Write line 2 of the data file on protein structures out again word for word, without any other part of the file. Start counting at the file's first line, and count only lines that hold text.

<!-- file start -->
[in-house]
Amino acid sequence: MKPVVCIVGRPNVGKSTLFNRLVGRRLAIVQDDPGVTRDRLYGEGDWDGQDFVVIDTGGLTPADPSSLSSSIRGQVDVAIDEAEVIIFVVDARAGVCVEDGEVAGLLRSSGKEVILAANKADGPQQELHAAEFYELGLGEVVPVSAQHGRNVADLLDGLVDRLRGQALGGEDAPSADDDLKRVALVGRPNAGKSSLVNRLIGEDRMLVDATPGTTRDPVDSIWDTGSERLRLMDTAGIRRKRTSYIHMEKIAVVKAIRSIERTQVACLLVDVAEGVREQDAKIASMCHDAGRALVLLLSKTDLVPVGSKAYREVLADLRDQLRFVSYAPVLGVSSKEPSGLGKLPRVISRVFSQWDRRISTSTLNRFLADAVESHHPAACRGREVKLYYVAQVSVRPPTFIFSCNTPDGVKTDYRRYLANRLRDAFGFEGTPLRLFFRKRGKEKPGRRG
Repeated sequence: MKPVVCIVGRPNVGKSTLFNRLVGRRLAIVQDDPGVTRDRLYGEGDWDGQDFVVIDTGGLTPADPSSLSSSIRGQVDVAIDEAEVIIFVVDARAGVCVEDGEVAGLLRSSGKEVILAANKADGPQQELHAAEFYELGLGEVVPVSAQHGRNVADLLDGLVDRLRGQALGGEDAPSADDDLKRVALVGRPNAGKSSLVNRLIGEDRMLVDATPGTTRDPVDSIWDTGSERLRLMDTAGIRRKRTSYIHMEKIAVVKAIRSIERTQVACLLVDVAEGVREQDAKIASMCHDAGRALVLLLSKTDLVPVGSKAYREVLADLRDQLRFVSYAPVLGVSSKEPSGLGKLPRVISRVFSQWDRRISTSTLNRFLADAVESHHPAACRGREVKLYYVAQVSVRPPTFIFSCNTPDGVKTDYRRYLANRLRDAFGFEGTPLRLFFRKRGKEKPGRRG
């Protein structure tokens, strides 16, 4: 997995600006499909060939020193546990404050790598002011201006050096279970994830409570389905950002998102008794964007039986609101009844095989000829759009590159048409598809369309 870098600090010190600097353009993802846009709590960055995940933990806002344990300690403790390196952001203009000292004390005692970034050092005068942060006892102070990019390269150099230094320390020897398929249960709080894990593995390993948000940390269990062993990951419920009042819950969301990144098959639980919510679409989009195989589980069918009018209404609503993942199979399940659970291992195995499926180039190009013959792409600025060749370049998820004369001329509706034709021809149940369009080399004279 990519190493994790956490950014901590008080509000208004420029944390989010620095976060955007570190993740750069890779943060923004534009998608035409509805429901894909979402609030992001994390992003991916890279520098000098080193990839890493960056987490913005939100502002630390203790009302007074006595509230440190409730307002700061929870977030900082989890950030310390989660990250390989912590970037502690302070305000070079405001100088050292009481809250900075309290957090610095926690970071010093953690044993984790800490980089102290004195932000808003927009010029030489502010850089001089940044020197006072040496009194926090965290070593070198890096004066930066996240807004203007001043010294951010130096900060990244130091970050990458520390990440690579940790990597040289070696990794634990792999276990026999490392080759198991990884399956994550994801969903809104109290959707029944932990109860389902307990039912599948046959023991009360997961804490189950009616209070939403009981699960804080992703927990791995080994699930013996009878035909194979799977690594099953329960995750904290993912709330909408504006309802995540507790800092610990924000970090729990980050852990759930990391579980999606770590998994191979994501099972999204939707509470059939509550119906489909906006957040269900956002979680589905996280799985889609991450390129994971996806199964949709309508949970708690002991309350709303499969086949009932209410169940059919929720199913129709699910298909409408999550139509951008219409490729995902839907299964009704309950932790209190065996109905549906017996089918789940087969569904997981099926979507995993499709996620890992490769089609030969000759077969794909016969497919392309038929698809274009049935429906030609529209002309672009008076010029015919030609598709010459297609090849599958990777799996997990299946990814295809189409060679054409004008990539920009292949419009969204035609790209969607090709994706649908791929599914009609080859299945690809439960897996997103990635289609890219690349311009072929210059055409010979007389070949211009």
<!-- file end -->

Amino acid sequence: MKPVVCIVGRPNVGKSTLFNRLVGRRLAIVQDDPGVTRDRLYGEGDWDGQDFVVIDTGGLTPADPSSLSSSIRGQVDVAIDEAEVIIFVVDARAGVCVEDGEVAGLLRSSGKEVILAANKADGPQQELHAAEFYELGLGEVVPVSAQHGRNVADLLDGLVDRLRGQALGGEDAPSADDDLKRVALVGRPNAGKSSLVNRLIGEDRMLVDATPGTTRDPVDSIWDTGSERLRLMDTAGIRRKRTSYIHMEKIAVVKAIRSIERTQVACLLVDVAEGVREQDAKIASMCHDAGRALVLLLSKTDLVPVGSKAYREVLADLRDQLRFVSYAPVLGVSSKEPSGLGKLPRVISRVFSQWDRRISTSTLNRFLADAVESHHPAACRGREVKLYYVAQVSVRPPTFIFSCNTPDGVKTDYRRYLANRLRDAFGFEGTPLRLFFRKRGKEKPGRRG